RSA 2017 Takeaways
The more things change…
The more they stay the same. That is actually not the case, rather, there have been incremental developments and product releases that help shrink cyber security problems, considerably in some cases, but we still have problems.
A good example is antivirus(AV) effectiveness. Just a few years ago, AV was arguably 35% effective but now next-gen antivirus has raised the bar by pushing that number and the stalwarts of the industry to levels approaching or exceeding 90% in some cases. But if 10% of attacks still evade detection, we still have a problem.
As a vendor of cyber security solutions, I appreciate not adding to your existing security stack. But, I also encourage you to consider newer solutions that allow you to become more efficient and effective. Does this mean give up your existing solutions? Certainly not, but if you are underutilizing them ask yourself why that is. Organizations lack the talented cyber resources it takes to analyze and manage a myriad of solutions. Is the industry moving away from best of breed solutions? Doubtful, as most mature organizations have very specific use cases that lead to a product evaluation and the selection of point solutions.
Do this: Utilize your existing solutions to their limits. Do the personnel on your team have the correct skillsets to get the most from them? Do they require additional training? Have existing solutions added additional features which address gaps? Consider solutions that address multiple issues to reduce your security technology debt while maintaining pace with your transforming IT footprint such as migrations to the cloud and a mobile workforce. Ensure new solutions can be tightly integrated with existing solutions, such as network and cloud to the endpoint.
Look before you leap…many organizations are jumping into the cloud, usually without security.
Whether it’s IaaS, SaaS, or PaaS, organizations can quickly embrace these new technologies to grow their businesses. Oftentimes the execution of these technologies can be done without formal review, or the security teams involvement due to the relatively low implementation costs. I heard more than once, “they can just charge it to their credit card” which circumvents normal procurement processes and review boards. Some organizations are trying to get in front of the bus and implement security programs and policies in the cloud. They want to avoid the issues they experienced when they failed to implement these polices in their traditional networks.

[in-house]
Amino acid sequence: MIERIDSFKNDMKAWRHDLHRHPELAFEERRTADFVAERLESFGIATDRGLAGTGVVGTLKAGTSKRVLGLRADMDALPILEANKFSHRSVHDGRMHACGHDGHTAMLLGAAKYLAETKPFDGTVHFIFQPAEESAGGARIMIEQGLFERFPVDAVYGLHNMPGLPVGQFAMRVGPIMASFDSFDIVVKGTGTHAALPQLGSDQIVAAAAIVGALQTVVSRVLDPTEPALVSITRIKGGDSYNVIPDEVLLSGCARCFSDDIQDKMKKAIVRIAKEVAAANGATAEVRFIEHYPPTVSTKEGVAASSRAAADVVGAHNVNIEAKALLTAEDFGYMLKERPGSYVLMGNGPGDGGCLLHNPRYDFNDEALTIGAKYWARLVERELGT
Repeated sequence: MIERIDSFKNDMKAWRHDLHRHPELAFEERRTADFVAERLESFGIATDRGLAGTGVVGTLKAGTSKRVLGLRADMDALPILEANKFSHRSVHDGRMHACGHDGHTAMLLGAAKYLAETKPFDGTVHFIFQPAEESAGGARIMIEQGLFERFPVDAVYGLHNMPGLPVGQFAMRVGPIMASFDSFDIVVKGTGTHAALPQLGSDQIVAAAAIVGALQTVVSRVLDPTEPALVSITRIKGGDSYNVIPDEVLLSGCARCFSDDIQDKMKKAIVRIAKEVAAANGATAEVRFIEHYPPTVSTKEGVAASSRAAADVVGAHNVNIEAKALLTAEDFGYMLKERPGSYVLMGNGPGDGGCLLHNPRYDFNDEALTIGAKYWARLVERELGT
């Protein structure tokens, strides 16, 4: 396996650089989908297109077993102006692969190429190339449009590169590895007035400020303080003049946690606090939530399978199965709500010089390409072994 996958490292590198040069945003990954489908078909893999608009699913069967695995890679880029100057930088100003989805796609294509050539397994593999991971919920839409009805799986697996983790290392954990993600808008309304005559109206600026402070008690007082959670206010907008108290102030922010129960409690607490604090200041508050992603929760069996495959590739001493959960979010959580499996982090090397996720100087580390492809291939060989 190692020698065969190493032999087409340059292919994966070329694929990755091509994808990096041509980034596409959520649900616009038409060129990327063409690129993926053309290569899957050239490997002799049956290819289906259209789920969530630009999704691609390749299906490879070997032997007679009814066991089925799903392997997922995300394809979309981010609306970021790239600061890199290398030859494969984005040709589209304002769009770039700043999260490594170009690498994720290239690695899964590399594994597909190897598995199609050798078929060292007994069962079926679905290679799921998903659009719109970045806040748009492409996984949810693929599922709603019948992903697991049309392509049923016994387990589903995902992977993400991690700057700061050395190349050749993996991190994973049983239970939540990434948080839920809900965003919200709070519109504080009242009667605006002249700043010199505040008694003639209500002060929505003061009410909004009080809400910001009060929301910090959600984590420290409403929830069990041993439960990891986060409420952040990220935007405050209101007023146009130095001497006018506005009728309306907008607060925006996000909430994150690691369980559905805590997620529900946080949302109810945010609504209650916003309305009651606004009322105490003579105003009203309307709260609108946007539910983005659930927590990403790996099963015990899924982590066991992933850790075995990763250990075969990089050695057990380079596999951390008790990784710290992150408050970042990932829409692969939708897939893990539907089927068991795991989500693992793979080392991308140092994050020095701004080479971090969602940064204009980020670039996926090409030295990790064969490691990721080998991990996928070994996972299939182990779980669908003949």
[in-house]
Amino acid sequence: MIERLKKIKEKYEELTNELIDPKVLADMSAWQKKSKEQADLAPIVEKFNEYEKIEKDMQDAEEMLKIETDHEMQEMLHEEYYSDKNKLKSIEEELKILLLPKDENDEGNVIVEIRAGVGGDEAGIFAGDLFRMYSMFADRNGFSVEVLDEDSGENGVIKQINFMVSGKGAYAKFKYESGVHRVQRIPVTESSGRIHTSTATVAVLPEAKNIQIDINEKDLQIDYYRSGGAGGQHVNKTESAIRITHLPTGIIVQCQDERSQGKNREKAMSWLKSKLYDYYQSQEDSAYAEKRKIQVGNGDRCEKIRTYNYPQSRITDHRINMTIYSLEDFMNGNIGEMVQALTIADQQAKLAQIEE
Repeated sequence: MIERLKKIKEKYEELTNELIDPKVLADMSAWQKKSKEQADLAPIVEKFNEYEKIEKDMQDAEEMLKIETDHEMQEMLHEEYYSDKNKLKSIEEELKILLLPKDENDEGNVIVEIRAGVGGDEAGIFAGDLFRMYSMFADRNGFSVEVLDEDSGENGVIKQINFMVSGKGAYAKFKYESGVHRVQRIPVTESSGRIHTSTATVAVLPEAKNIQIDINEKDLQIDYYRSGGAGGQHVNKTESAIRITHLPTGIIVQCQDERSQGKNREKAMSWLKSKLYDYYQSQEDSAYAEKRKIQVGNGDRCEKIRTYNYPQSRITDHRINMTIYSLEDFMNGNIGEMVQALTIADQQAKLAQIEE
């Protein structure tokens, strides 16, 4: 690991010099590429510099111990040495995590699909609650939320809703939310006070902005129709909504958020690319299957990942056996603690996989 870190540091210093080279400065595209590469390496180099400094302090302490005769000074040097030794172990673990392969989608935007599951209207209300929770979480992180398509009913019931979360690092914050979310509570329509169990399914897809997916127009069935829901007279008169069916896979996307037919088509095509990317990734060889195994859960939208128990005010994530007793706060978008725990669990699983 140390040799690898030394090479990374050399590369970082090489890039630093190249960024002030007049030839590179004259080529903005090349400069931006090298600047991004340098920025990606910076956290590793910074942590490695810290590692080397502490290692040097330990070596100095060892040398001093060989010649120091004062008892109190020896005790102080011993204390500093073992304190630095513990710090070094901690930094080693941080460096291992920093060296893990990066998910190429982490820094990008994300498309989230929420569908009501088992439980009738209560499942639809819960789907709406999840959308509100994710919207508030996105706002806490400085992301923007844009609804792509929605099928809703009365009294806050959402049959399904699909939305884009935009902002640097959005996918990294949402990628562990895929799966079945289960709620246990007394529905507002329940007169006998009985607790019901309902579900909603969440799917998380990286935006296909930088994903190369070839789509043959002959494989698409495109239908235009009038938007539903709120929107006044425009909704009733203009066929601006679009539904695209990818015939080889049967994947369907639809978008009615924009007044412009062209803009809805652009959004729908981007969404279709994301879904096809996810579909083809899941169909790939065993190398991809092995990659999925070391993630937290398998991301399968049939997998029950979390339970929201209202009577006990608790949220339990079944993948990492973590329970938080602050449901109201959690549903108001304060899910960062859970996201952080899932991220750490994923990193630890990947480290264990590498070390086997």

Do this: Gain cloud visibility. Implement network monitoring and cyber situational awareness to identify the use of cloud solutions that you may not be aware of as well as providing visibility of allowed cloud solutions.
What is cloud security again?
As for cloud security, specifically, the general lack of awareness or education on cloud security is surprising among organizations. While there are cyber security solutions for cloud environments, the design and implementation of cloud security solutions are non-trivial in many cases and require an in-depth understanding of cloud technologies (VPCs, security groups, open switching, etc.). Security teams are starting to learn but very little has been published about best practices.
Do this: Ensure your team is educated on cloud technologies and security capabilities. They vary greatly by provider.
Companies complained about the high cost of SIEM platforms along with the added disadvantage of trying to extract value from those platforms with teams of analysts. I thought that the security analytics markets was going to help on the value extraction side, but either folks haven’t made the investment in these solutions yet or don’t want to add to their security stack.
Do this: SIEM bloat is difficult to address. Over the course of the past 10 years I have watched as SIEM solutions have morphed into log management solutions and vice versa. Each has their own limitations. If you made an investment in one, or both, you do your best trying to get the most value (reference #1 above) from them. Having said that, sometimes the incremental gain just isn’t worth the cost of extracting that last golden nugget. Consider next gen SIEM and/or analytics platforms. While I do see value in some of the security analytics products that ride on top of your existing SIEM, you just added to your technology stack and made your operations even more complex. Many of these products are just features. Features which should be incorporated into your existing SIEM. Which again adds to that bloat problem.